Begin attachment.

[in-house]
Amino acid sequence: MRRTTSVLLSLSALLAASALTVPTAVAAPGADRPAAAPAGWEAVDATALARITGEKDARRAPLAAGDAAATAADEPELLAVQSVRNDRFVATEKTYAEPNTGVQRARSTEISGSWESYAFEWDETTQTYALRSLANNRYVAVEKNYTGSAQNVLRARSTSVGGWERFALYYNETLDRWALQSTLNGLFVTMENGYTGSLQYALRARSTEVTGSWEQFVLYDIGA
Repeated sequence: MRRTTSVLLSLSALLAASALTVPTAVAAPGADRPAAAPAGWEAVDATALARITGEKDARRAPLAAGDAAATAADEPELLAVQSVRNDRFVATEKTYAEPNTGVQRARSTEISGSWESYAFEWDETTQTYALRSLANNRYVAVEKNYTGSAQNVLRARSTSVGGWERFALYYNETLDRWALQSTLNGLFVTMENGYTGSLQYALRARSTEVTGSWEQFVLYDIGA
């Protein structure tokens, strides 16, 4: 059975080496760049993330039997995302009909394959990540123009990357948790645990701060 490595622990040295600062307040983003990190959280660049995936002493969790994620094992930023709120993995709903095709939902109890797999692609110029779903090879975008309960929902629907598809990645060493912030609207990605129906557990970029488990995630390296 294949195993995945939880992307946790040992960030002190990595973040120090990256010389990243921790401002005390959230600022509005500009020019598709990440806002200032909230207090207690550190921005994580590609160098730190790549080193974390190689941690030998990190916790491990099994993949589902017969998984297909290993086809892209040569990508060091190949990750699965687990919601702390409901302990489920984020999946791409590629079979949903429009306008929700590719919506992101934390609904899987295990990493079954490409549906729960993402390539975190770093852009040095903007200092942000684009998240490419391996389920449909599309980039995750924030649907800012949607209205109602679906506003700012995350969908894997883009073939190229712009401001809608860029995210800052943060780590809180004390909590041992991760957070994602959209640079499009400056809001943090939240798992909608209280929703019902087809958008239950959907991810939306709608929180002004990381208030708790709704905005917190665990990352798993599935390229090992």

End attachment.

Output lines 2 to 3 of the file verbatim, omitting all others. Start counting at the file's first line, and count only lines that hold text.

Amino acid sequence: MRRTTSVLLSLSALLAASALTVPTAVAAPGADRPAAAPAGWEAVDATALARITGEKDARRAPLAAGDAAATAADEPELLAVQSVRNDRFVATEKTYAEPNTGVQRARSTEISGSWESYAFEWDETTQTYALRSLANNRYVAVEKNYTGSAQNVLRARSTSVGGWERFALYYNETLDRWALQSTLNGLFVTMENGYTGSLQYALRARSTEVTGSWEQFVLYDIGA
Repeated sequence: MRRTTSVLLSLSALLAASALTVPTAVAAPGADRPAAAPAGWEAVDATALARITGEKDARRAPLAAGDAAATAADEPELLAVQSVRNDRFVATEKTYAEPNTGVQRARSTEISGSWESYAFEWDETTQTYALRSLANNRYVAVEKNYTGSAQNVLRARSTSVGGWERFALYYNETLDRWALQSTLNGLFVTMENGYTGSLQYALRARSTEVTGSWEQFVLYDIGA